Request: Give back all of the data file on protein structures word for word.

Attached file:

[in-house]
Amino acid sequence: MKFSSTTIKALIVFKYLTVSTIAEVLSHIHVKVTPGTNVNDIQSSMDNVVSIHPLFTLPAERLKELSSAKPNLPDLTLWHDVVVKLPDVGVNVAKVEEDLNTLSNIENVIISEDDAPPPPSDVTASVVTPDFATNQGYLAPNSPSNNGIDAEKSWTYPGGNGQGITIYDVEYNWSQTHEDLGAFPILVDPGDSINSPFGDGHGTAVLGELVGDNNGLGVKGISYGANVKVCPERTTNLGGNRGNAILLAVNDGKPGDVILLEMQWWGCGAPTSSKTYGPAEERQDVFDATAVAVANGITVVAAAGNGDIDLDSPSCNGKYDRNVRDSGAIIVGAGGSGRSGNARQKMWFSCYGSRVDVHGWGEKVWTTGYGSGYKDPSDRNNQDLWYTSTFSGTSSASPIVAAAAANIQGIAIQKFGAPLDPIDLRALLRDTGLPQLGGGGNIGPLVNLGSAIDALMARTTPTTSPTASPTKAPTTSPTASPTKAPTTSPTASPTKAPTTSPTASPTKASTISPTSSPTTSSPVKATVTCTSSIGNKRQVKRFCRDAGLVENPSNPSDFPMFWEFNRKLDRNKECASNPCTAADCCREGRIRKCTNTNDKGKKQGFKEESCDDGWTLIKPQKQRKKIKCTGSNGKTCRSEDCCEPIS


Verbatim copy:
[in-house]
Amino acid sequence: MKFSSTTIKALIVFKYLTVSTIAEVLSHIHVKVTPGTNVNDIQSSMDNVVSIHPLFTLPAERLKELSSAKPNLPDLTLWHDVVVKLPDVGVNVAKVEEDLNTLSNIENVIISEDDAPPPPSDVTASVVTPDFATNQGYLAPNSPSNNGIDAEKSWTYPGGNGQGITIYDVEYNWSQTHEDLGAFPILVDPGDSINSPFGDGHGTAVLGELVGDNNGLGVKGISYGANVKVCPERTTNLGGNRGNAILLAVNDGKPGDVILLEMQWWGCGAPTSSKTYGPAEERQDVFDATAVAVANGITVVAAAGNGDIDLDSPSCNGKYDRNVRDSGAIIVGAGGSGRSGNARQKMWFSCYGSRVDVHGWGEKVWTTGYGSGYKDPSDRNNQDLWYTSTFSGTSSASPIVAAAAANIQGIAIQKFGAPLDPIDLRALLRDTGLPQLGGGGNIGPLVNLGSAIDALMARTTPTTSPTASPTKAPTTSPTASPTKAPTTSPTASPTKAPTTSPTASPTKASTISPTSSPTTSSPVKATVTCTSSIGNKRQVKRFCRDAGLVENPSNPSDFPMFWEFNRKLDRNKECASNPCTAADCCREGRIRKCTNTNDKGKKQGFKEESCDDGWTLIKPQKQRKKIKCTGSNGKTCRSEDCCEPIS